Sustainable Protected Areas

Priority landscapes in the Congo Basin
© GHoA maps
Protected areas are one of the most effective tools for conserving species and natural habitats. They are essential for preserving tropical forests’ ecosystems, while also contributing to the livelihoods and wellbeing of local communities and society at large.
For example, well-planned and well-managed protected areas can help safeguard freshwater and food supplies thus reducing poverty, as well as minimise the impact of climate change. 
Protected areas are crucial for the well-being of forest communities. Pristine lands help conserve traditional customs (which take place in the heart of the forests), while meeting the vital needs of the communities. 
Animal conservation heavily depends on well-managed protected areas. Congo Basin endangered animal species, such as forest elephants, gorillas and bonobos, find here a safe haven to live and reproduce. 
WWF’s vision is to help build a network of ecologically representative, effectively managed, and financially viable protected areas that sustain biodiversity and natural resources across entire ecosystems, that help reduce poverty, provide environmental services, protect threatened human cultures and communities, and allow for harmonious coexistence of wildlife and people.

What we do

  • Promote a sustainable network of protected areas in the Congo Basin: WWF works with governments to identify areas of high value in terms of biodiversity and livelihoods. Once a protected area is identified, we provide support to the authorities to establish a management plan, and we monitor protected area management efficiency.
  • Technical and financial support: WWF provides assistance to governments to help enhance protected areas management. We provide trainings and support to park management staff and eco-guards. 
  • Bio monitoring: WWF conducts regular wildlife inventories to update population data of flagship species for conservation impact assessment, protection of high conservation value (HCV) areas, and more effective anti-poaching strategies
  • Support to local communities: WWF supports local communities living around protected areas through sustainable development interventions (building of wells, support to community agriculture and forestry). We also promote the involvement of local communities in protected areas management, and help guarantee access for local communities to protected areas for traditional activities (dead wood collection, sustainable fishing and hunting, traditional medicine).
  • Ecotourism: Wherever possible, WWF assists in developing eco-tourism activities, which help ensure sustainable funding for protected areas and create jobs for local communities.
  • Monitoring extractive industries: Unsustainable logging, mining and oil drilling are a direct threat for protected areas. WWF helps promote international standards such as the Forest Stewardship Council (FSC) to minimise the ecological impact of extractive industries.
Herd of African forest elephants eating mineral-rich mud in the Dzanga-Sangha Special Reserve, ... / ©: WWF / Meg GAWLER

17 Priority Protected Areas


Mount Cameroon NP - 58 000 ha
Campo Ma'an NP - 264 000 ha
Korup NP - 125 000 ha
Bakossi NP - 30 000 ha
Lobeke NP - 217 000 ha
Nki NP - 309 000 ha
Boumba Bek NP - 238 000 ha


Loango NP - 148 978 ha
Moukalaba Doudou NP - 449 179 ha
Mwagne NP - 115 535 ha
Minkebe NP - 757 258 ha

Democratic Republic of Congo

Lac Tumba Lediima - 260 000 ha
Salonga NP - 3 600 000 ha
Virunga NP - 784 368 ha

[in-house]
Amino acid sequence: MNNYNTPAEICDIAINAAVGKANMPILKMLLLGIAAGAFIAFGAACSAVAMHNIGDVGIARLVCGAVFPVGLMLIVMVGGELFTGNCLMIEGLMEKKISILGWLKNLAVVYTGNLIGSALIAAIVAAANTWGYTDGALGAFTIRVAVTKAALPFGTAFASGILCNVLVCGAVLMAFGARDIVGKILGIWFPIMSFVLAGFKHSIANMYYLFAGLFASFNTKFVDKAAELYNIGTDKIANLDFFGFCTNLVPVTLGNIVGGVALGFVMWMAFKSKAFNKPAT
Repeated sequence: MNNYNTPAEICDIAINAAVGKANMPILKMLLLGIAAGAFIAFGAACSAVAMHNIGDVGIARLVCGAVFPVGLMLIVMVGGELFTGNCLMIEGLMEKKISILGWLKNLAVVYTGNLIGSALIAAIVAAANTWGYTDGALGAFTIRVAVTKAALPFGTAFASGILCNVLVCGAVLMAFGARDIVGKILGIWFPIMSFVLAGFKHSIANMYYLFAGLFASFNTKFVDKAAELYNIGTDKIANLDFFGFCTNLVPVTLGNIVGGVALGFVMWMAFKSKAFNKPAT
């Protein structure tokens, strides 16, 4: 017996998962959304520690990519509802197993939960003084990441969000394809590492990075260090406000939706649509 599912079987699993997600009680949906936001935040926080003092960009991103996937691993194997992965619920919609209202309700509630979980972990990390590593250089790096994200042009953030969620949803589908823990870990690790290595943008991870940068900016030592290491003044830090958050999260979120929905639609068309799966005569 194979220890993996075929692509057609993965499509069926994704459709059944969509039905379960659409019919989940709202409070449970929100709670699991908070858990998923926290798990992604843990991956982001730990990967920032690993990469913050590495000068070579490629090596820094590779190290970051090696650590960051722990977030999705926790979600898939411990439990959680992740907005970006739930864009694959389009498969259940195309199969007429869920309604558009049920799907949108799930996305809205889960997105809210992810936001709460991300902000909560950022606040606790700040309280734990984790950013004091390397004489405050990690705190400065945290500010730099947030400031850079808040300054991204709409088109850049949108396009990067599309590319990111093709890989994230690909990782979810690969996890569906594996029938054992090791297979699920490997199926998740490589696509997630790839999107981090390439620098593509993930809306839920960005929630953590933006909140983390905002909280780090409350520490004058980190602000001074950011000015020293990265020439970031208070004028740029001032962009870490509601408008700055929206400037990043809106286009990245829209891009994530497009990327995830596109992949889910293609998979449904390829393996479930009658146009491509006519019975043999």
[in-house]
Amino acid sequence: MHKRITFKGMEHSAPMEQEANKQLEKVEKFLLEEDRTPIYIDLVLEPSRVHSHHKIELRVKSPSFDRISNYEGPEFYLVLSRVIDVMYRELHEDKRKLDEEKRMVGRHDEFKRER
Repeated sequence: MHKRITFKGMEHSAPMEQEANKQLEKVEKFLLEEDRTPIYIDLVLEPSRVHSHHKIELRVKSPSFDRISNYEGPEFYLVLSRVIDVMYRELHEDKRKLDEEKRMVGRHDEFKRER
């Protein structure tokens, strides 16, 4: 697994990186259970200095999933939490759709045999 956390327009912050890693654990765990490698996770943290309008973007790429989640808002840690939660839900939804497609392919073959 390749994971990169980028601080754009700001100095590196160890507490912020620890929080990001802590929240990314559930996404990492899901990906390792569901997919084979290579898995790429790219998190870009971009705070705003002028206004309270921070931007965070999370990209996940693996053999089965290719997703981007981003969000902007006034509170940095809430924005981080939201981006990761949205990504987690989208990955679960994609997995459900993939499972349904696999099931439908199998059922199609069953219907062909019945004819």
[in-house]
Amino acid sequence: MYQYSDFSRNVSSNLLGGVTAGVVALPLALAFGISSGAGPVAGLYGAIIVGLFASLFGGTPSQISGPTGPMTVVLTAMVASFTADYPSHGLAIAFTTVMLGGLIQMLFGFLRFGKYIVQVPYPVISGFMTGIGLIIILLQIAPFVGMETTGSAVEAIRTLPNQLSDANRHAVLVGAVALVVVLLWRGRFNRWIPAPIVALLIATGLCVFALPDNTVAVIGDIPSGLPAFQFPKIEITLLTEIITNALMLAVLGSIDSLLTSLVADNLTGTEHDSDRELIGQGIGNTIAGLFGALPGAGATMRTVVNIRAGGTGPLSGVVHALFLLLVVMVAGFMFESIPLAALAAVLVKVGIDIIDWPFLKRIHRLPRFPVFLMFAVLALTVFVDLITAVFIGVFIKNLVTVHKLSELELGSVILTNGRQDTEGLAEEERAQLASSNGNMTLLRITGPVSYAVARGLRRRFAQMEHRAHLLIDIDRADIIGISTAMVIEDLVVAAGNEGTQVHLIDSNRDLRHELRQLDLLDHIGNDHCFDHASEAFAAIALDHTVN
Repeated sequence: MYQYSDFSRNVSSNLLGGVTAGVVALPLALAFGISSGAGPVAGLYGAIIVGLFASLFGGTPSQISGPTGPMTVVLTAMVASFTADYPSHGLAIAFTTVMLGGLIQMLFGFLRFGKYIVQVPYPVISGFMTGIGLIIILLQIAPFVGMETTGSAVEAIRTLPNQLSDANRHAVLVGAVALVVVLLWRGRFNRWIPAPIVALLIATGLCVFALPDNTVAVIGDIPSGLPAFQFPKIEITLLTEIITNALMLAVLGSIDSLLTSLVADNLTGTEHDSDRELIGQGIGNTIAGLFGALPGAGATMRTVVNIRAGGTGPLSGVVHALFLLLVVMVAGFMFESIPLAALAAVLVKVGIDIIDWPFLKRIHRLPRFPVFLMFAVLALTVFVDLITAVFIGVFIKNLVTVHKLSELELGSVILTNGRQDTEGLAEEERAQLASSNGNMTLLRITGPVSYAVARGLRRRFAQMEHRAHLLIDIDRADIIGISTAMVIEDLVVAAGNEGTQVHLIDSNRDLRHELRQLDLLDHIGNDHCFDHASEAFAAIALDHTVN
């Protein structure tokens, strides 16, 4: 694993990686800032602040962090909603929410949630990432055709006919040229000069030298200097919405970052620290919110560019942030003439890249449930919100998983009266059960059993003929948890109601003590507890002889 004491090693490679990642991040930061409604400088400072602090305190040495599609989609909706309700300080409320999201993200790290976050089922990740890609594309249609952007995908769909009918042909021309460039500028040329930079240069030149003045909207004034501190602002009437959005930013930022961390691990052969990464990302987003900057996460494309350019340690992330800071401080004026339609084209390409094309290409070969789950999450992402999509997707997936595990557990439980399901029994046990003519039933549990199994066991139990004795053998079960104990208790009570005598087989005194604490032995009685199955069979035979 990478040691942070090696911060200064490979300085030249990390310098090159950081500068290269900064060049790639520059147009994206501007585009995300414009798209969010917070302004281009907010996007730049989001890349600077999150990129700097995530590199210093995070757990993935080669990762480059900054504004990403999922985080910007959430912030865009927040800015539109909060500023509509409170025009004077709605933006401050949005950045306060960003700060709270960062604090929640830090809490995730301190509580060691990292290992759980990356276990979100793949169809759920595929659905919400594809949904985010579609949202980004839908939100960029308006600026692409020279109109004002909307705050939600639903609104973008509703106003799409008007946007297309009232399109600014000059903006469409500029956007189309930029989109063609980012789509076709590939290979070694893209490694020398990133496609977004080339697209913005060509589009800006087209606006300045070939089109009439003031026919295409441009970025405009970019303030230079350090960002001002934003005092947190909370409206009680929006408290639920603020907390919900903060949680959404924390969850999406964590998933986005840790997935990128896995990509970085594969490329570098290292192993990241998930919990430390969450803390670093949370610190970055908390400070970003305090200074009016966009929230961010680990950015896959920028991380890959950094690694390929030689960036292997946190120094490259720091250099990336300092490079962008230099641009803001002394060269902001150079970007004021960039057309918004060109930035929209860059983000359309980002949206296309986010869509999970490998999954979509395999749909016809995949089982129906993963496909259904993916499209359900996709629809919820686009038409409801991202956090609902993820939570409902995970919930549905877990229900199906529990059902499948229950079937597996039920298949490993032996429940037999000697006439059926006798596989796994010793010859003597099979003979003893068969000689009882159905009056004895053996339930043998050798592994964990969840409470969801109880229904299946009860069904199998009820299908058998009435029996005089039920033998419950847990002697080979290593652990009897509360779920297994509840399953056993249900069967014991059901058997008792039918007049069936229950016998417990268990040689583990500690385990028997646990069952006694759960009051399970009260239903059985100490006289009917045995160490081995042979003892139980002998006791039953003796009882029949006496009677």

Itombwe NR - 200 000 ha

Republic of Congo

Odzala NP - 1 360 000 (ha)

Central African Republic

Dzanga-Sangha Special Reserve - 686 500 ha


1. Poaching and illegal wildlife trafficking, which destroy biodiversity in the protected areas and undermine economic development and security for local populations;  

2. Illegal occupation of protected areas, due to booming demography around some of the protected areas;

3. Unsustainable extraction of natural resources, which leads to biodiversity loss and directly threatens the rights of local populations;

4. Climate change, which might lead to human migration from arid areas to the forests;  

5. Land use overlapping: logging or mining permits are sometimes attributed inside protected areas;

6. Infrastructures: roads and railroads, as well as human settlements along them, create pressure on protected areas; 

7. Lack of connection between protected areas, which leads to the risk of destroying migration corridors for mammals;     

8. Diseases, such as Ebola, which threaten biodiversity inside protected areas.


To ensure both optimal protection for biodiversity and sustainable livelihoods for local communities, the Congo Basin forests need to be protected by a network of ecologically representative and financially viable protected areas, connected by conservation corridors of responsibly managed forests. This is known as the Landscape Approach. WWF works with regional bodies such as the Congo Basin Forest Partnership (CBFP) and Central African Forests Commission (COMIFAC) and relevant national authorities to support the following key landscapes:
  • Southwest Cameroon and Campo Ma’an (Cameroon)
  • TRIDOM (Cameroon, Republic of Congo and Gabon)
  • Lower -Oogué and Gamba-Conkouati (Gabon)
  • Sangha Tri-national (TNS) (Cameroon, Republic of Congo and Central African Republic)
  • Lac Télé-Lac Tumba (Republic of Congo and Democratic Republic of Congo)
  • Salonga-Lukenie-Sankuru, Maiko-Tayna-Kahuzi Biega-Itombwe, and Virunga (Democratic Republic of Congo).  
Glaciers on the slopes of Mount Stanley / ©: WWF
Mount Stanley, Rwenzori Mountains, Uganda / DRC
Tropical Rainforest. Moist forest, Western Congo Basin, Gabon. / ©: Martin Harvey / WWF
Tropical Rainforest. Moist forest, Western Congo Basin, Gabon.
© Martin Harvey / WWF
 / ©: WWF / Meg GAWLER
Lake Oku, a sacred crater lake in the Kilum Mountain Forest Mount Kilum, Cameroon.